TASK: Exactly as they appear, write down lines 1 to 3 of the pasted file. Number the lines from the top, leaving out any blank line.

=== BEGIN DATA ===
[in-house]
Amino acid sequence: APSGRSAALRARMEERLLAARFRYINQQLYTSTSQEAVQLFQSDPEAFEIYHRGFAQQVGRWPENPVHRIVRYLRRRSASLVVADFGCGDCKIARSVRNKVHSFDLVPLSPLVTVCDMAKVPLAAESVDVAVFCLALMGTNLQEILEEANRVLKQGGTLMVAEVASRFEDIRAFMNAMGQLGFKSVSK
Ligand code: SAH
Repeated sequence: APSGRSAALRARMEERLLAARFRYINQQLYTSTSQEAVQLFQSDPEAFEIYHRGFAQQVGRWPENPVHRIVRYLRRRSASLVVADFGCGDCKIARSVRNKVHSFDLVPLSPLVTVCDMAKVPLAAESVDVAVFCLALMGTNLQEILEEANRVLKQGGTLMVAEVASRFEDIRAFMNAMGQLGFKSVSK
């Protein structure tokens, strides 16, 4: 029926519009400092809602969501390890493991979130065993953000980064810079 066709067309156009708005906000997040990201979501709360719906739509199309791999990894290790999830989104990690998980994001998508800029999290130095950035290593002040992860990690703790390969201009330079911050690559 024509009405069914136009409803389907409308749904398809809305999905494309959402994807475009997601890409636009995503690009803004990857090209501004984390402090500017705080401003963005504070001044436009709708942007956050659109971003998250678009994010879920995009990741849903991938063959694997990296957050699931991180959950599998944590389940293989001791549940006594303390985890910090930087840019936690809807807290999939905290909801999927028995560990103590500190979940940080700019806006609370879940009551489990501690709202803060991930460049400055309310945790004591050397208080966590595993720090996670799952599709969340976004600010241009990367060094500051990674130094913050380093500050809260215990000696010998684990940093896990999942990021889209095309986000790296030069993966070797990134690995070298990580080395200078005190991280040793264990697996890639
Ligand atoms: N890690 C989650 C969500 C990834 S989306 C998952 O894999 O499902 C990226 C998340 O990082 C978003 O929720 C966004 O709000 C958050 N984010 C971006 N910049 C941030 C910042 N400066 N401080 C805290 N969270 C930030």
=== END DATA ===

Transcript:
[in-house]
Amino acid sequence: APSGRSAALRARMEERLLAARFRYINQQLYTSTSQEAVQLFQSDPEAFEIYHRGFAQQVGRWPENPVHRIVRYLRRRSASLVVADFGCGDCKIARSVRNKVHSFDLVPLSPLVTVCDMAKVPLAAESVDVAVFCLALMGTNLQEILEEANRVLKQGGTLMVAEVASRFEDIRAFMNAMGQLGFKSVSK
Ligand code: SAH